a review of Welch on depression

Donn Arms reviews Ed Welch’s book, Depression, A Stubborn Darkness here.

I have been positive of Welch in the past, especially for his book on addictions. I have read several of his other books as well. However, if this review is accurate, Welch is basically an integrationist and an unreliable guide for Christian counsellors. Arms is quite severe in his criticisms.



  1. Larry says:

    I wouldn’t put much, if any, stock in Arms’ review. I think Arms is borderline dishonest in this review, or at least didn’t read carefully with an open mind to see what was actually being said. Reading the book does not give the same impression that Arms does. It makes one wonder if we are talking about the same book.

    Numerous examples could be cited, but take the statement on fear as an example. Welch actually says, “When fears are left unattended, then can lead to depression” (p. 143). I think Welch is a good deal more nuanced than Arms allows. On p. 152, Welch says “There are two basic steps in dealing with fear. First, confess them as unbelief. Isn’t it true that much of our fear is our hearts saying, ‘Lord, I don’t believe you,’ or ‘Lord, my desires want something other than what you promised?’ Second, examine the Scripture and be confident in the love and faithfulness of Jesus.”

    To me, that gives an entirely different view than Arms gives.

    Arms seems too dismissive about the breadth of depression. Welch properly describes the varying levels or intensity of depression. Not all depression is of the same intensity.

    IMO, Arms uses “causes” in a way different than Welch does. Again, Welch says, “All pain is interpreted pain” meaning (as I understand it) that the pain of depression is from the way you interpret life.

    Welch is correct that we cannot say that sin is automatically the cause of depression. Many people have sin who are not the least bit depressed over it. And there is the possibility that there is physiological causes of depression. As Welch says (both here and elsewhere), you can’t test for physiological causes (meaning you can’t exclude them), and if you could determine it, you don’t know whether it is a cause or a result of depression.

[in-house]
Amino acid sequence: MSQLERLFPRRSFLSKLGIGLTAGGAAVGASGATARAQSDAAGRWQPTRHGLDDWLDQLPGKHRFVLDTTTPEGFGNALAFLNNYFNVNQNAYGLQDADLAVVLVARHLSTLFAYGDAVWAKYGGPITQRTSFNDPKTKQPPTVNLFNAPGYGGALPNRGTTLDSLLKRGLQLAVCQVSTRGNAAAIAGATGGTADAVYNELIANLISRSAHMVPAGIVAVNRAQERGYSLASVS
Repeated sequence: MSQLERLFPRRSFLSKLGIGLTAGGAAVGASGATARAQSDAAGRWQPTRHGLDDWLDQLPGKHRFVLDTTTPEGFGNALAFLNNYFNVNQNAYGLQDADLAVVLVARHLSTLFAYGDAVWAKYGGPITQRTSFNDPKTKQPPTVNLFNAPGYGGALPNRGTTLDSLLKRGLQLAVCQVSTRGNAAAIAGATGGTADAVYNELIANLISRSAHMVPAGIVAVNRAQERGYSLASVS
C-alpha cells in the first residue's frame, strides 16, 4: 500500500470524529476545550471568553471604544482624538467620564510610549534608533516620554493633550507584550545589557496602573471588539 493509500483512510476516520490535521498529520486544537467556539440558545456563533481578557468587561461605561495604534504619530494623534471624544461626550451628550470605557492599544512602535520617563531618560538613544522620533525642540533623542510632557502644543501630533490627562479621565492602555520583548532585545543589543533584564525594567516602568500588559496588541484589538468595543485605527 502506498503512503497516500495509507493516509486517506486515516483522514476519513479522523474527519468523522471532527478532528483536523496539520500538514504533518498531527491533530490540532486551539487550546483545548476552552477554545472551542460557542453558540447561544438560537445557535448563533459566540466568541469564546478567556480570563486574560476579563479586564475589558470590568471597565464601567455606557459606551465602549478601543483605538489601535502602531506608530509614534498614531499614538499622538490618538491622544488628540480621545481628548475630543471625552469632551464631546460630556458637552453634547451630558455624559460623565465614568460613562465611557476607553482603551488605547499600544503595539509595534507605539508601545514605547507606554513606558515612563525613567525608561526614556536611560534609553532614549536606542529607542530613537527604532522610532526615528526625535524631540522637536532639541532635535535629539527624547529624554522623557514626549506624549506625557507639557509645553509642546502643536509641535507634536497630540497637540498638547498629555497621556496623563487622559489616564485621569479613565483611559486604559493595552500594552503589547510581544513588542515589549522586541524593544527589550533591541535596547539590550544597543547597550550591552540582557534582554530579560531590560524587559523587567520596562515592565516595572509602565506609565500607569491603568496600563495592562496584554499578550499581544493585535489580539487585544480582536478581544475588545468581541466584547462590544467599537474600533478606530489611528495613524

In an interview with Mark Dever, Welch commented on anti-depressants: “If there are issues of the heart, the person won’t be able to mask them. Physical treatment will affect physical symptoms. So medication can’t give you hope. It can’t give you more love for God for your neighbor but it may have you feel a little bit different. You might feel perhaps cognitively a bit more clearer if you take medication, at its best.”

    So, I would discount Arms’ review. I think Adams and NANC have something stuck in their craw with CCEF.

    • Thanks for the note, Larry. Your comments are in line with the comments I posted in a follow-up from a friend.

      However, I have not been entirely comfortable with Welch in his later books. Have you noticed any problems in your reading of him? I have read parts of all of Welch’s books, and read several of them in full. He has had some helpful stuff, but I wonder at times whether he gives too much credence to psychology.

      Don Johnson
      Jer 33.3

  2. Larry says:

    IMO, you have to read Welch like everyone else, with some discernment and careful analysis. But on the whole, I am not greatly troubled. I think Welch/Powlinson/Tripp/CCEF is a good deal more nuanced, and is actually better able to get to actual root problems.

    To me, NANC seems a little too behavioristic. Perhaps that’s just me. I think both NANC and CCEF have a lot of good.

    • Thanks for the comment, Larry.

      I have been somewhat frustrated with the counseling methods I have been taught (not the philosophy!). Methodologically, there seems to be quite an emphasis on written assignments of self-analysis. Often these use a good deal of Scripture, but I have found them quite ineffective, either because people are non-academic, or because they are too academic.

      It seems that what works best is to get them to talk long enough so that you can figure out the real problem, then point them to a reasonable solution to the problem. This can be mind-numbingly wearisome, however.

      Don Johnson
      Jer 33.3